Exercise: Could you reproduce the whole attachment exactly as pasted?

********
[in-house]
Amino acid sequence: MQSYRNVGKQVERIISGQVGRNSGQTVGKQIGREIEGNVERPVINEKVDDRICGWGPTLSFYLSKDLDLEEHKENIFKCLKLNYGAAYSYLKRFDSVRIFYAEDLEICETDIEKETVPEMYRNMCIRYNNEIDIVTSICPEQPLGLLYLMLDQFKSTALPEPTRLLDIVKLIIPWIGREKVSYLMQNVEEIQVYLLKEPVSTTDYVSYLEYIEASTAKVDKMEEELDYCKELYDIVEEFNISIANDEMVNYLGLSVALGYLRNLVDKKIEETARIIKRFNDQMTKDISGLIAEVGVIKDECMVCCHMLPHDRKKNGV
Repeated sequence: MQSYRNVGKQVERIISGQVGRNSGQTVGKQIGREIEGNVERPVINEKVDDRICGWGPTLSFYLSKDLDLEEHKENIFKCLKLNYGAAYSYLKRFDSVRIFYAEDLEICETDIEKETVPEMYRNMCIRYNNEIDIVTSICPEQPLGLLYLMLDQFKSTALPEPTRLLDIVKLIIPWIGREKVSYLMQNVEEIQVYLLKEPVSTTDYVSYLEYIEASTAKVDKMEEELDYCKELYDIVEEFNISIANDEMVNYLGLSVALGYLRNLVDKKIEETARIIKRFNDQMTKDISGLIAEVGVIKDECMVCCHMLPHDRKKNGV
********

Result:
[in-house]
Amino acid sequence: MQSYRNVGKQVERIISGQVGRNSGQTVGKQIGREIEGNVERPVINEKVDDRICGWGPTLSFYLSKDLDLEEHKENIFKCLKLNYGAAYSYLKRFDSVRIFYAEDLEICETDIEKETVPEMYRNMCIRYNNEIDIVTSICPEQPLGLLYLMLDQFKSTALPEPTRLLDIVKLIIPWIGREKVSYLMQNVEEIQVYLLKEPVSTTDYVSYLEYIEASTAKVDKMEEELDYCKELYDIVEEFNISIANDEMVNYLGLSVALGYLRNLVDKKIEETARIIKRFNDQMTKDISGLIAEVGVIKDECMVCCHMLPHDRKKNGV
Repeated sequence: MQSYRNVGKQVERIISGQVGRNSGQTVGKQIGREIEGNVERPVINEKVDDRICGWGPTLSFYLSKDLDLEEHKENIFKCLKLNYGAAYSYLKRFDSVRIFYAEDLEICETDIEKETVPEMYRNMCIRYNNEIDIVTSICPEQPLGLLYLMLDQFKSTALPEPTRLLDIVKLIIPWIGREKVSYLMQNVEEIQVYLLKEPVSTTDYVSYLEYIEASTAKVDKMEEELDYCKELYDIVEEFNISIANDEMVNYLGLSVALGYLRNLVDKKIEETARIIKRFNDQMTKDISGLIAEVGVIKDECMVCCHMLPHDRKKNGV